Bass-heavy, romantic, and somehow non-mandatory; on their sixth studio record, Portugal's alt-rock darlings offer an enjoyable take on U2's larger-than-life sound, but don't come close to matching the pomp and universal significance of Bono and the gang. Most songs on Energia mix sappiness with an urgent vibe, much like U2 usually do, though here the trick is pulled off by means of a steady bass drone, not delay-heavy guitar textures. Guitars are present, but keyboards get no less space in the mix, which is to say, both buzz in the background, shaping the mood but not distracting the attention from Olavo Bilac's soul-tinged vocals, appropriately dramatic and down to earth at once. He is no Pavarotti, but the slight huskiness in his voice adds to the charm. Still, the songs are a bit too simple for their own good -- not textured richly enough, not over the top emotionally, and without strong hooks to make them memorable. Tunes like the hit single "Tela" are nice while they play, but hard to remember once they're over, and have a tendency to blend together; only the title track more or less stands out, thanks to its bouncy disco overtones. There's also the slower ballad "O Céu Pode Esperar," which is right where you'd expect to find it, but, devoid of the bass, it fails to impress, and the bluesy "Nada" and the acoustic, or rather, piano-based closer, both of which come too late to change the overall impression. Which is, all things considered, not bad, as Energia has enough genuine emotion and some mildly memorable moments, which simply take some time to sink in; but still, Portuguese lyrics remain the main thing to differentiate Santos & Pecadores from many other similarly enjoyable, but unoriginal bands worldwide.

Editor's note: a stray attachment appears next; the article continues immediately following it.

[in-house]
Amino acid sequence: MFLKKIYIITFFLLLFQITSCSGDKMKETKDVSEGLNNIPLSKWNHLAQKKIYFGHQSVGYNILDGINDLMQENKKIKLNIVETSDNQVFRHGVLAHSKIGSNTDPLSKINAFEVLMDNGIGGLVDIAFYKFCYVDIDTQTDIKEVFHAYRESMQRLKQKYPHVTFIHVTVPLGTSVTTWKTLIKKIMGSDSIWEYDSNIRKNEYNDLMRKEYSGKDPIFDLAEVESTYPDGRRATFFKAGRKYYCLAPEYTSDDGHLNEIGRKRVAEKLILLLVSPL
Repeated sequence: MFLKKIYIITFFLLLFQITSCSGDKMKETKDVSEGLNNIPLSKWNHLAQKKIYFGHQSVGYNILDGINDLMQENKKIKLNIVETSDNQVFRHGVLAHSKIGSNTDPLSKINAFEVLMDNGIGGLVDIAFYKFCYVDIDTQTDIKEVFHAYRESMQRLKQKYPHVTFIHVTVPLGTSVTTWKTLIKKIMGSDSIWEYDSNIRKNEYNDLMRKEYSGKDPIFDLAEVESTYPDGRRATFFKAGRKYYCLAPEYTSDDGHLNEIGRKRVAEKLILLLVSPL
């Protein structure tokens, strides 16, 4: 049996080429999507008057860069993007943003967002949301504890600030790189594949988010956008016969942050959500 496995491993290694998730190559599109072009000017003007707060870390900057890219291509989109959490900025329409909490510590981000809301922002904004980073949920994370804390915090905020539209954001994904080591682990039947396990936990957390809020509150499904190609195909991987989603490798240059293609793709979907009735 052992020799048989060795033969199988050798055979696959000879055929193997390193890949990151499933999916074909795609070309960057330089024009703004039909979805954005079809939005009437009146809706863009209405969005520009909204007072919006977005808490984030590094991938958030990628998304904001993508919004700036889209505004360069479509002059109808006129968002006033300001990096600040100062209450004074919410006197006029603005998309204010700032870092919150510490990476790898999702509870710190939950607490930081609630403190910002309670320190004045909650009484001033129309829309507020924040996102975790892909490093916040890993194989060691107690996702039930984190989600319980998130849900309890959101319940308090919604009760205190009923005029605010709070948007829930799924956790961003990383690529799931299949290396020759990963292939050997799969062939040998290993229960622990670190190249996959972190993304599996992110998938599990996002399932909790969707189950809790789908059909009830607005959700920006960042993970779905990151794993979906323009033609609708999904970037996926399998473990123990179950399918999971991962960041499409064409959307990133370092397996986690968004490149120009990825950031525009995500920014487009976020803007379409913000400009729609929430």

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AllMusic Review by Alexey Eremenko